One problem everyone comes across with test and measurement equipment, home made equipment, and ebay buys is how do you test it? Well the most common way is to take your equipment in to a NIST certified calibration lab for testing. Well this is neither cheap nor practical for many people.
But there are ways of creating cheap and practical references at home to test against your equipment.
Today we will be focusing on the avalanche pulse generator, this is a piece of equipment designed to give the fastest possible rising pulse so you can check the rise time of a frontend and calculate its bandwidth, it also has some other uses but we will get into that later.
The basic concept is rather simple, you operate a transistor in its avalanche region and once it breaks down or is triggered the current will flow out far more rapidly than it would in normal operation like a bursting dam or a spark gap.
Avalanche can be accomplished in many semiconductors like diodes but in my research the simple NPN transistor works best with the ability to reliably trigger and recover from the avalanche. Not every transistor can reliably avalanche, not only different transistors but clones of those transistors and even the same transistor from different batches as transistors are not designed to operate in this region.
In this circuit i used a very common 2N3904 after reading this wonderful post by Kerry Wong
I did do a number of modifications as shown by my schematic below.
First let’s start off with the voltage generator, in this i used an AP34063 DC/DC converter taken from an old router, this generates ~35 volts, at first i put it threw a simple 4 stage voltage multiplier forgetting about how large of a loss is created with a voltage multiplier being used in an switching supply like this where true AC is not created, in the end i needed 7 stages to create 125v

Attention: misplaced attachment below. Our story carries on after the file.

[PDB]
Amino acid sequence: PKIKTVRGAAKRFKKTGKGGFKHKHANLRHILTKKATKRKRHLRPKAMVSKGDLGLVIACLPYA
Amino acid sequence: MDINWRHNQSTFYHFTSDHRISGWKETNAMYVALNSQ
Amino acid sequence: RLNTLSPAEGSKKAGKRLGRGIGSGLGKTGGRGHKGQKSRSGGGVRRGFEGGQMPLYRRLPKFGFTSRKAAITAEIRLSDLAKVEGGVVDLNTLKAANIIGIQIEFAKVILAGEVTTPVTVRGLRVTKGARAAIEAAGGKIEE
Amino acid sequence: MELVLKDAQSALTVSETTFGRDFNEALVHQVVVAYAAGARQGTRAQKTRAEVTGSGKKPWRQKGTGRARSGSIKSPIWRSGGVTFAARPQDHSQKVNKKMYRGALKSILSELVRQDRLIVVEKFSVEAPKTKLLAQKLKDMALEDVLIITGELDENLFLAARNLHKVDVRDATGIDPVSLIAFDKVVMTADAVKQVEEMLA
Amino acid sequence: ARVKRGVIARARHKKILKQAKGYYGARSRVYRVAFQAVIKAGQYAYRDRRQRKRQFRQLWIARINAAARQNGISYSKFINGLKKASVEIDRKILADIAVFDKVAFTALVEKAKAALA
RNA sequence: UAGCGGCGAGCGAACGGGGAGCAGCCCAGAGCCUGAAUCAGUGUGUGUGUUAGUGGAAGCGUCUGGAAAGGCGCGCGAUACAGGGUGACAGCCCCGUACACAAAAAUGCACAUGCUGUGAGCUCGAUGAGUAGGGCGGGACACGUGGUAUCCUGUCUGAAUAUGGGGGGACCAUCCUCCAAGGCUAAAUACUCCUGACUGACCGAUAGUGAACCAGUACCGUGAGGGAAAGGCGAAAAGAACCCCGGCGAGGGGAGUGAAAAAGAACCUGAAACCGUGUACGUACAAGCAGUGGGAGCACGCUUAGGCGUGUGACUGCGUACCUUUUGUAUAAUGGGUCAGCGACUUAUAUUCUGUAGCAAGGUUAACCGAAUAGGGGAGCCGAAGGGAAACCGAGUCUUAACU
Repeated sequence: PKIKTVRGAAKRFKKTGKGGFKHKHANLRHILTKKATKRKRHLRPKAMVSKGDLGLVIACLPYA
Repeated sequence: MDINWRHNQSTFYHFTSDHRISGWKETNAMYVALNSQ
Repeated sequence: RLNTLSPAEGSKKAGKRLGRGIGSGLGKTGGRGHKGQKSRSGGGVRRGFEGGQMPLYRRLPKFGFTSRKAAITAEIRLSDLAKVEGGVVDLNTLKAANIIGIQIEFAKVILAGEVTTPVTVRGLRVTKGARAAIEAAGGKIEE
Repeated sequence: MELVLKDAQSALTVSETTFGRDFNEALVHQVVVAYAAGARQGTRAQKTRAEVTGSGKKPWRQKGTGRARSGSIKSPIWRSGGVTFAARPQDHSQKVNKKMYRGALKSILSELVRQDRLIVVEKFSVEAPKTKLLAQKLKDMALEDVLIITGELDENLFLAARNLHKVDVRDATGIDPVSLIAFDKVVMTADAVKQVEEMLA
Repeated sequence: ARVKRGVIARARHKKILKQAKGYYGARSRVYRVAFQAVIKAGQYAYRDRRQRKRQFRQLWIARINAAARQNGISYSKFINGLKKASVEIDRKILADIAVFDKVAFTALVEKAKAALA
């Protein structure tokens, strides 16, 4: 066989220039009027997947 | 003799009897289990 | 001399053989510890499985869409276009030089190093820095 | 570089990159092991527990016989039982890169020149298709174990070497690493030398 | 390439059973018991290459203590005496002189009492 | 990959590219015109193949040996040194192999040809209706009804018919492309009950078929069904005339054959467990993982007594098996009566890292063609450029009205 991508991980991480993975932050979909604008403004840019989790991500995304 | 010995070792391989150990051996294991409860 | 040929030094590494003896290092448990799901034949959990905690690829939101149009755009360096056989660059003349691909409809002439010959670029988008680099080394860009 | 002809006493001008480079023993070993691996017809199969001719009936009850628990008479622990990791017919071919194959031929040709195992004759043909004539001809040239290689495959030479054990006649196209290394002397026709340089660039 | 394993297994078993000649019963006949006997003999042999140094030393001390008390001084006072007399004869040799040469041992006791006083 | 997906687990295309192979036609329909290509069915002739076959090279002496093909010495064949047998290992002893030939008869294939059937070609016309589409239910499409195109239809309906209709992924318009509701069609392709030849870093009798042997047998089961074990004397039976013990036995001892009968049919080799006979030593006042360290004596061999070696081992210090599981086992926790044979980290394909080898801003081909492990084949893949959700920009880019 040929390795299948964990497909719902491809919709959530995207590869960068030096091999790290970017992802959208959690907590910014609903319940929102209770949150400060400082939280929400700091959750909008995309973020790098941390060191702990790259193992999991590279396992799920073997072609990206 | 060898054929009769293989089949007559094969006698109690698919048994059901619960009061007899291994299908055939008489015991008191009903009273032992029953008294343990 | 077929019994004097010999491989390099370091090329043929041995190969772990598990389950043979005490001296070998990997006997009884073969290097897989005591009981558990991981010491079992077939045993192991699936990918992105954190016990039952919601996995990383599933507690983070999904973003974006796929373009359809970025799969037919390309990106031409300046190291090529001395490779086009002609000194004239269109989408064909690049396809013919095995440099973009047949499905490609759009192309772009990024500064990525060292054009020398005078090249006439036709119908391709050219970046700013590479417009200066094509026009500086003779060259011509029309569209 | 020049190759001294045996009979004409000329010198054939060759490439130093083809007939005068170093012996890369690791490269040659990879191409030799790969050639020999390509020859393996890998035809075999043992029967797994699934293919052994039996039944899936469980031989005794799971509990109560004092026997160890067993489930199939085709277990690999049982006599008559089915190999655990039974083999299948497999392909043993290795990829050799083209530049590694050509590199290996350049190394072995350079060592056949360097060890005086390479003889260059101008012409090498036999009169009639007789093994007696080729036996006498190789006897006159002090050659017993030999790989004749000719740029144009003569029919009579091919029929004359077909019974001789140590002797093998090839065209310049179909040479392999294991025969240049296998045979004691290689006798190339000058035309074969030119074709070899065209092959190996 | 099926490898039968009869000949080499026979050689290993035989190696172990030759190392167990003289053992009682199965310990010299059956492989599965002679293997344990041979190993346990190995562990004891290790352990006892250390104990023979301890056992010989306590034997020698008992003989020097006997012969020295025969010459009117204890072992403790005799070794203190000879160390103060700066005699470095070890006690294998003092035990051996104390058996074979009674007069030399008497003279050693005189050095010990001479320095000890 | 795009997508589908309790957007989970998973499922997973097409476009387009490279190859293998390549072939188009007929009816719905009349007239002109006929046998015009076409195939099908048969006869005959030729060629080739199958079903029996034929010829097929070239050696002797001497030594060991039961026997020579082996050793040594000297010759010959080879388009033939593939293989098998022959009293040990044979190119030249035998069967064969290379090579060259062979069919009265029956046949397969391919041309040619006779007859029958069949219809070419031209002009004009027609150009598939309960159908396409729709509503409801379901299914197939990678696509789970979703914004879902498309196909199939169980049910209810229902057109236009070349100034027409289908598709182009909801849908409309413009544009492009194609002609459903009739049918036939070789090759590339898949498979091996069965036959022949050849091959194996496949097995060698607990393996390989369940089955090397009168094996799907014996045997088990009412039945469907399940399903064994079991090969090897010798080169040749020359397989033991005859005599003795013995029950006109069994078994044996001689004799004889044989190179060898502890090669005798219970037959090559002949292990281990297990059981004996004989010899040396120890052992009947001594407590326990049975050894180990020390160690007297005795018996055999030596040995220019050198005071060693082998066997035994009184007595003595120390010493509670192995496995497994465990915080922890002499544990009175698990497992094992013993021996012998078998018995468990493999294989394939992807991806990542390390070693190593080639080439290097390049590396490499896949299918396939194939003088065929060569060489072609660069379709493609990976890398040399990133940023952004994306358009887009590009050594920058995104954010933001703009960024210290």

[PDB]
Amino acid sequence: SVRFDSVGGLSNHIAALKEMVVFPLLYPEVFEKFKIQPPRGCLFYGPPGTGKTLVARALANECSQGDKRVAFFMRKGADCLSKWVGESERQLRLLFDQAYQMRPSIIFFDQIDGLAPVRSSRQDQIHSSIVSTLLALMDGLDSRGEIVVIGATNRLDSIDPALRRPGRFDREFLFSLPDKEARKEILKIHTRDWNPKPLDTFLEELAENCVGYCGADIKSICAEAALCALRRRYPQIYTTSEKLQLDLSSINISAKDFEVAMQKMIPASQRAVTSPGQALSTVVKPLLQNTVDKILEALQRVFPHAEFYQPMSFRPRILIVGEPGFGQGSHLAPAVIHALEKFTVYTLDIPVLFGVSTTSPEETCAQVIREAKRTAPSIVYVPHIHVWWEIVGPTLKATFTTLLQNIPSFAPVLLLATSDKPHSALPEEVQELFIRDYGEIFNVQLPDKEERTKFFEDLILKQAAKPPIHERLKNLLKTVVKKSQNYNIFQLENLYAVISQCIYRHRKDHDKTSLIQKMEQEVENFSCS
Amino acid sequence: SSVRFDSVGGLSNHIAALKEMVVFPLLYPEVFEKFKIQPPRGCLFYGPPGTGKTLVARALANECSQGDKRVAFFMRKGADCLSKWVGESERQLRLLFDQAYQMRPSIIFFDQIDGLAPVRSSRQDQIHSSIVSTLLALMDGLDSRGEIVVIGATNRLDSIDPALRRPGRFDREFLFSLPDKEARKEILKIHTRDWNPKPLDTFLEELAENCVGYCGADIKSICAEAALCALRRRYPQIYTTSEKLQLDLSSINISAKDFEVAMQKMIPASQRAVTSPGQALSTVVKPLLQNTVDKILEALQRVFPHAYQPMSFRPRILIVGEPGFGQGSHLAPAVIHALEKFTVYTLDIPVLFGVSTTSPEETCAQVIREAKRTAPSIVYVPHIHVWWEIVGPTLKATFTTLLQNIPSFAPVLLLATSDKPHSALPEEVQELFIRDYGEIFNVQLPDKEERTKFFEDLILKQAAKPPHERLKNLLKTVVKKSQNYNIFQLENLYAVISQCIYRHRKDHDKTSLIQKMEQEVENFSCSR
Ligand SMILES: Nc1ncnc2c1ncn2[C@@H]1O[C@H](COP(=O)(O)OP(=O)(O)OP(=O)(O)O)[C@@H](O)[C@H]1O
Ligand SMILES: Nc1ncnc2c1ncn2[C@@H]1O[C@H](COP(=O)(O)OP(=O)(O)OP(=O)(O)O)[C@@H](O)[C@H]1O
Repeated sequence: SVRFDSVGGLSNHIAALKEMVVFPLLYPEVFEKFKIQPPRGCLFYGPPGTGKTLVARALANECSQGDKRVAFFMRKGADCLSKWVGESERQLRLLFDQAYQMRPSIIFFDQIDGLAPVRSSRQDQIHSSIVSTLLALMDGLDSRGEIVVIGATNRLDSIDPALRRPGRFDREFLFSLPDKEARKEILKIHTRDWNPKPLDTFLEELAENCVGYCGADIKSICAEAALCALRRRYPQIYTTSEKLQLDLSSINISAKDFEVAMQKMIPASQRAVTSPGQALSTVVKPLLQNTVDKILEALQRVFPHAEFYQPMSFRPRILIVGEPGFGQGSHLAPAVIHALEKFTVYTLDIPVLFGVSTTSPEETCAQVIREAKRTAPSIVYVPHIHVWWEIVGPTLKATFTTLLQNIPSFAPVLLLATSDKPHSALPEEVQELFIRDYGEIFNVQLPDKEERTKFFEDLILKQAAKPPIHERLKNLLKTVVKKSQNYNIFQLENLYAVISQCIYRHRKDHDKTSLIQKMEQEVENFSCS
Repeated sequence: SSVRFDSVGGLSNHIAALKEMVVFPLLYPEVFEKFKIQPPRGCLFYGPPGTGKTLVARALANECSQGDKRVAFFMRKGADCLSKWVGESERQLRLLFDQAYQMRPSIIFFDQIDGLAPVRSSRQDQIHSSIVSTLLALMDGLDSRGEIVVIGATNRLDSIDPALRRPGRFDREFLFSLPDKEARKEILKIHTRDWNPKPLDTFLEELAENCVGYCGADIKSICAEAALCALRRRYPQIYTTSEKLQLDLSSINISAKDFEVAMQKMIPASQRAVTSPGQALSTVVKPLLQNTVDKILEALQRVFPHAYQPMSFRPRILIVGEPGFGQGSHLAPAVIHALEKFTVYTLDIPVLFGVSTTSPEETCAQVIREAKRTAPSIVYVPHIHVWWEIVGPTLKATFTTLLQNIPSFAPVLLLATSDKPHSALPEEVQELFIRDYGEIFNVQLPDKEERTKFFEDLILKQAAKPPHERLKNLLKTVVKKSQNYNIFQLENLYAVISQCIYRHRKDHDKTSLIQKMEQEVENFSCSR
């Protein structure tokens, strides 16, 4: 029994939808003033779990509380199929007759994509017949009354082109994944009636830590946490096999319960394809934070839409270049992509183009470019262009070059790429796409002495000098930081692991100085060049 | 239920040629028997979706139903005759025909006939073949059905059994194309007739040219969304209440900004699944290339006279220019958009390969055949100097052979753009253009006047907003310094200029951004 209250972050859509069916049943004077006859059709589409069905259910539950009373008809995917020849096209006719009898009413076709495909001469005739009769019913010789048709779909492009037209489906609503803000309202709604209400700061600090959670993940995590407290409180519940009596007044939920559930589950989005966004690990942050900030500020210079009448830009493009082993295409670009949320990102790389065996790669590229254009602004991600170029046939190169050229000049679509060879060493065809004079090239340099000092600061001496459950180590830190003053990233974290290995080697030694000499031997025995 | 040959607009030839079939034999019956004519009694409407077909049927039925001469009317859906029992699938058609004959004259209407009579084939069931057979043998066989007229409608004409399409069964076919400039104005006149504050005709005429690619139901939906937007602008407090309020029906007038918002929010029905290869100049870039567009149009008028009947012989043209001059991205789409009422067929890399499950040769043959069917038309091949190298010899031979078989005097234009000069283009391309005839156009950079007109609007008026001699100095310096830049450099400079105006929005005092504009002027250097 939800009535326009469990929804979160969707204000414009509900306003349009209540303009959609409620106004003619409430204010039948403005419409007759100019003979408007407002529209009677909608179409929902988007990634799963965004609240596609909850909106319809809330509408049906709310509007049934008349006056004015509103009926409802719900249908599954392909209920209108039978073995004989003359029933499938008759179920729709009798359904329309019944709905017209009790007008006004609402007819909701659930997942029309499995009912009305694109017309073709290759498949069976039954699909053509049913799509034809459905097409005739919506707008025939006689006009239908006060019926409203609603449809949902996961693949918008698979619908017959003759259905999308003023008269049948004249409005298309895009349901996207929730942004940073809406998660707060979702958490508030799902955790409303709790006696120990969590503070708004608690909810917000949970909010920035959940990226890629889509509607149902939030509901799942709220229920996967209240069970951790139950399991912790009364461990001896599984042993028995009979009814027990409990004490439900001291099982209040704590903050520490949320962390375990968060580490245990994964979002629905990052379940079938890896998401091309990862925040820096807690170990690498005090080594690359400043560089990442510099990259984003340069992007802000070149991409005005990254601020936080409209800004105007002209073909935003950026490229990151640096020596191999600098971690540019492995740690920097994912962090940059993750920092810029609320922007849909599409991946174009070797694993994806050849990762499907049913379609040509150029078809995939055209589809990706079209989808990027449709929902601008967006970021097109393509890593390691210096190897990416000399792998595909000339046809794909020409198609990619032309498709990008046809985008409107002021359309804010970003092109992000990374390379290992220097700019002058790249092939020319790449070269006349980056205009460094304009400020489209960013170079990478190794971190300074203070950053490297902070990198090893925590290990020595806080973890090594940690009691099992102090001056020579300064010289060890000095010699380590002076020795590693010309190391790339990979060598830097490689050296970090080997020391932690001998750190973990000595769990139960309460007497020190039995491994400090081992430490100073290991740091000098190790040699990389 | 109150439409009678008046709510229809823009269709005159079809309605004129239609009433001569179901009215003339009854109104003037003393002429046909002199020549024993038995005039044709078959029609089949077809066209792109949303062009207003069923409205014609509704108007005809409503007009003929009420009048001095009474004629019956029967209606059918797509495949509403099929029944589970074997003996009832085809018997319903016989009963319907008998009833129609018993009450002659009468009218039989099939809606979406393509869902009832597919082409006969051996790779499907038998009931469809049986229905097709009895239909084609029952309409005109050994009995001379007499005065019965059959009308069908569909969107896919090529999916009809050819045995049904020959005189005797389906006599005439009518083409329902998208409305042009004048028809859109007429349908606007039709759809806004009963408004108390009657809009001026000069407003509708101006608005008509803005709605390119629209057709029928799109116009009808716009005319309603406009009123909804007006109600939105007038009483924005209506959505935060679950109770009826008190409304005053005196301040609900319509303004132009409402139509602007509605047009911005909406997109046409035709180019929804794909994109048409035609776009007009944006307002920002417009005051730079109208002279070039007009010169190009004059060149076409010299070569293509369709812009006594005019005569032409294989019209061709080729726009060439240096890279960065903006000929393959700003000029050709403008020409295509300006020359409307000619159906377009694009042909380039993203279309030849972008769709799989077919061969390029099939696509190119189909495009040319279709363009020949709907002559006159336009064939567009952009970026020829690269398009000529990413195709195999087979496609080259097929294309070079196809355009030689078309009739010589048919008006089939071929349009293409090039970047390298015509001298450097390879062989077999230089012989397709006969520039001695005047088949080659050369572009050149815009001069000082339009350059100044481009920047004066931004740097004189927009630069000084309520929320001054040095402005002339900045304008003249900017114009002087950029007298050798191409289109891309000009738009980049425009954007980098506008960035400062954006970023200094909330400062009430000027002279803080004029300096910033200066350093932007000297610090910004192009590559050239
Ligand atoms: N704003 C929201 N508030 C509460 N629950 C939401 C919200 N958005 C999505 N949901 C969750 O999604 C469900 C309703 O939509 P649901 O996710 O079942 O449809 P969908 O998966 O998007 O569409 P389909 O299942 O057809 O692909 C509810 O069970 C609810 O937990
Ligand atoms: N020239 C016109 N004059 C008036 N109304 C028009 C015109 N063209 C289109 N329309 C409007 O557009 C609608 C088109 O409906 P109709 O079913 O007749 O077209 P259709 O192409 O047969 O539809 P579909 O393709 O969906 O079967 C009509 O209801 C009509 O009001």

After trial and error with avalanche breakdown with the 2N3904 i found that 120v DC is required to actually avalanche my particular transistor, 125v DC gives me some nice leway to be sure it avalanches properly. Below is what my finished circuit looks like made entirely from junkbox parts
The next thing we need to look at is the actual avalanche circuit itself, the 125v is fed in through an 220k resistor to limit current and provide a high impedance for the coax stub, This is than fed into the emitter of the transistor than into a coax stub, this stub is an about 1.25M long piece of stranded core 50 ohm coax terminated (with a dab of hot glue on the end to prevent a shock as it does sit at about 125v), this stub both gives some capacitance and increase the ontime of the transistor to give a decent square wave, I’m not entirely sure how this stub works but i assume it dumps the charge at very low impedance in to the transistor keeping it avalanching for a short period longer. The transistor avalanches in to 2 100ohm resistors presenting it with a 50ohm load and allowing voltage on a tap at the collector to dump into the SMA connector i used (mainly because i dont have any BNCs on hand)
Normally enough charge will charge up on the base to allow the transistor to trigger and avalanche, After an hour of figuring out why this would not work i noticed placing my multimeter probe caused it to avalanche, i placed a lower resistance across the base thinking that was it, it was not, i placed a capacitance across the base thinking that might have been it and that was also a failure